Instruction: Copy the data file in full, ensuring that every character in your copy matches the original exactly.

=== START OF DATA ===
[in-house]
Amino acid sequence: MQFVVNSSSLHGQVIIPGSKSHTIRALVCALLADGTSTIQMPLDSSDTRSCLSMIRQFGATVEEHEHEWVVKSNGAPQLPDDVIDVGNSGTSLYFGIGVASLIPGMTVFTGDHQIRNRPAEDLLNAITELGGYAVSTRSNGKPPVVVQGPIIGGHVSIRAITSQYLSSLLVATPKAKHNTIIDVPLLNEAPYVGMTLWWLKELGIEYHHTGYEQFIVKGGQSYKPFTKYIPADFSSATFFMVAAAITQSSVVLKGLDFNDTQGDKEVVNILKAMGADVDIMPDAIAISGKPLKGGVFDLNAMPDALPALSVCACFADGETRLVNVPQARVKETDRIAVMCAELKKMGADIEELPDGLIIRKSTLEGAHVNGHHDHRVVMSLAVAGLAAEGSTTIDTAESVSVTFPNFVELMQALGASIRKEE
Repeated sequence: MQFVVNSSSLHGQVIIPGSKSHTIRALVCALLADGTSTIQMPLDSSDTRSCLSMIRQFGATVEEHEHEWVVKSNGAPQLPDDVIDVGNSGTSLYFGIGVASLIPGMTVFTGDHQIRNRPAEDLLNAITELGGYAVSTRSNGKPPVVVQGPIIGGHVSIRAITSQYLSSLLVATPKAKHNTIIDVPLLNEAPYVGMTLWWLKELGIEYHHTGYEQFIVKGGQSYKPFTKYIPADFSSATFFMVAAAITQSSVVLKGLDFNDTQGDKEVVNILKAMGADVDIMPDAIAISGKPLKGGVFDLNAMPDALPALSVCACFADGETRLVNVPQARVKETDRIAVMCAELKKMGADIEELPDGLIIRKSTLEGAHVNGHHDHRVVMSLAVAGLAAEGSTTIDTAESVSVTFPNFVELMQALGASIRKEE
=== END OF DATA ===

[in-house]
Amino acid sequence: MQFVVNSSSLHGQVIIPGSKSHTIRALVCALLADGTSTIQMPLDSSDTRSCLSMIRQFGATVEEHEHEWVVKSNGAPQLPDDVIDVGNSGTSLYFGIGVASLIPGMTVFTGDHQIRNRPAEDLLNAITELGGYAVSTRSNGKPPVVVQGPIIGGHVSIRAITSQYLSSLLVATPKAKHNTIIDVPLLNEAPYVGMTLWWLKELGIEYHHTGYEQFIVKGGQSYKPFTKYIPADFSSATFFMVAAAITQSSVVLKGLDFNDTQGDKEVVNILKAMGADVDIMPDAIAISGKPLKGGVFDLNAMPDALPALSVCACFADGETRLVNVPQARVKETDRIAVMCAELKKMGADIEELPDGLIIRKSTLEGAHVNGHHDHRVVMSLAVAGLAAEGSTTIDTAESVSVTFPNFVELMQALGASIRKEE
Repeated sequence: MQFVVNSSSLHGQVIIPGSKSHTIRALVCALLADGTSTIQMPLDSSDTRSCLSMIRQFGATVEEHEHEWVVKSNGAPQLPDDVIDVGNSGTSLYFGIGVASLIPGMTVFTGDHQIRNRPAEDLLNAITELGGYAVSTRSNGKPPVVVQGPIIGGHVSIRAITSQYLSSLLVATPKAKHNTIIDVPLLNEAPYVGMTLWWLKELGIEYHHTGYEQFIVKGGQSYKPFTKYIPADFSSATFFMVAAAITQSSVVLKGLDFNDTQGDKEVVNILKAMGADVDIMPDAIAISGKPLKGGVFDLNAMPDALPALSVCACFADGETRLVNVPQARVKETDRIAVMCAELKKMGADIEELPDGLIIRKSTLEGAHVNGHHDHRVVMSLAVAGLAAEGSTTIDTAESVSVTFPNFVELMQALGASIRKEE